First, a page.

Dirty Little Secrets: Seems like being "green" is more a matter of where you emit than whether you emit. Mitsubishi and Honda usually get top marks for producing fuel-efficient, low-polluting cars. But the Council on Economic Priorities, a nonprofit research group in New York that rates companies on social responsibility, says the two car makers have the dirtiest auto factories in the country. Mitsubishi's U.S. plant in Normal, Ill., the council says, emits more than four times the toxic pollutants of the nation's cleanest car factory--one owned by DaimlerChrysler in Michigan. Paradoxically, the group's new consumer report says, companies like Ford and DaimlerChrysler, whose fleets are fat with gas-guzzling, emissions-spewing trucks and sport-utility vehicles, have the cleanest factories. The consumer report can be viewed on the council's World Wide Web site at http://www.cepnyc.org.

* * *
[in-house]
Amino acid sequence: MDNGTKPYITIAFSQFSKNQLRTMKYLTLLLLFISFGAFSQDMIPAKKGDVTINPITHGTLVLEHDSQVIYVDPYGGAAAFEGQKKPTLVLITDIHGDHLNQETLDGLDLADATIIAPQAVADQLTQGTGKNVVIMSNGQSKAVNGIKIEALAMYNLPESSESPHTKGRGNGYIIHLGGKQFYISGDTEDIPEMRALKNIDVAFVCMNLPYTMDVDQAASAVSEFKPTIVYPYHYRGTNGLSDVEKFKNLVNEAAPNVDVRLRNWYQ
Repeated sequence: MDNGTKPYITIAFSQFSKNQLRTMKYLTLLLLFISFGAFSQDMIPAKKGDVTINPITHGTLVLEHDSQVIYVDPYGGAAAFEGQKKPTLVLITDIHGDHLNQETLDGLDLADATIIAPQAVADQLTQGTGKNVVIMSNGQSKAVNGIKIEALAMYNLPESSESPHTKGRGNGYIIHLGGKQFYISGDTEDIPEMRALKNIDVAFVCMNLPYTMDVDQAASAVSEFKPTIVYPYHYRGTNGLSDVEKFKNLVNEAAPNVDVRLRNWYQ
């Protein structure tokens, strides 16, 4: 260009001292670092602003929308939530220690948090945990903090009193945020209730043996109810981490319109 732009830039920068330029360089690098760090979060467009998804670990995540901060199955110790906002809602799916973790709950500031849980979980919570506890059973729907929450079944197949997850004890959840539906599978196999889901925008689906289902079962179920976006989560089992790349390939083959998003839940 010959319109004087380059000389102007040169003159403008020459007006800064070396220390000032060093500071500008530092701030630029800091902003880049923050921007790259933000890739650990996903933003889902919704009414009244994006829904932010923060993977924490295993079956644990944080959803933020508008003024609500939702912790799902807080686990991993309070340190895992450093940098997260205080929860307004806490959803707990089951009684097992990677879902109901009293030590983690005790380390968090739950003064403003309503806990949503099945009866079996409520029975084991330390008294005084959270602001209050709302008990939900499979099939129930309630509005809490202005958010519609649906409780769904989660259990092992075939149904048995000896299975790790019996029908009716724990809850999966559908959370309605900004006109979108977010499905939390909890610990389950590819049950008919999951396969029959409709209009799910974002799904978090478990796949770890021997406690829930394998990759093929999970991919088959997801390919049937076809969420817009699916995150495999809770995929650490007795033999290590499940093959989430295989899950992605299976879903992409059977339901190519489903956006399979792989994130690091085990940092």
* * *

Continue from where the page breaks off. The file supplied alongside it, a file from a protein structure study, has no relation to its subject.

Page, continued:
Changing Times: Wasn't long ago that attendance at an auto race--road, track or drag strip--guaranteed a goodly dose of tobacco advertising. They don't call 'em the NASCAR Winston Cup races and the Marlboro 500 just for fun. But with the government cracking down on nicotine, cigarette companies are finding sports sponsorship opportunities limited, and race car owners are turning elsewhere for financial backers. So out there running with the red-and-white Marlboro cars in the CART series for open-wheel Indy-type cars this year is the bright-green NicoDerm-Nicorette car sponsored by SmithKline Beecham Consumer Healthcare, maker of the stop-smoking products. The company also is sponsoring a car in the International Hot Rod Assn. drag race series this year. The inaugural appearance of the NicoDerm-Nicorette super-eliminator class dragster will be at the Amalie Oil Summer Nationals in Cordova, Ill., on June 18. Perhaps next we'll see the Antabuse car running in the Miller Lite 200.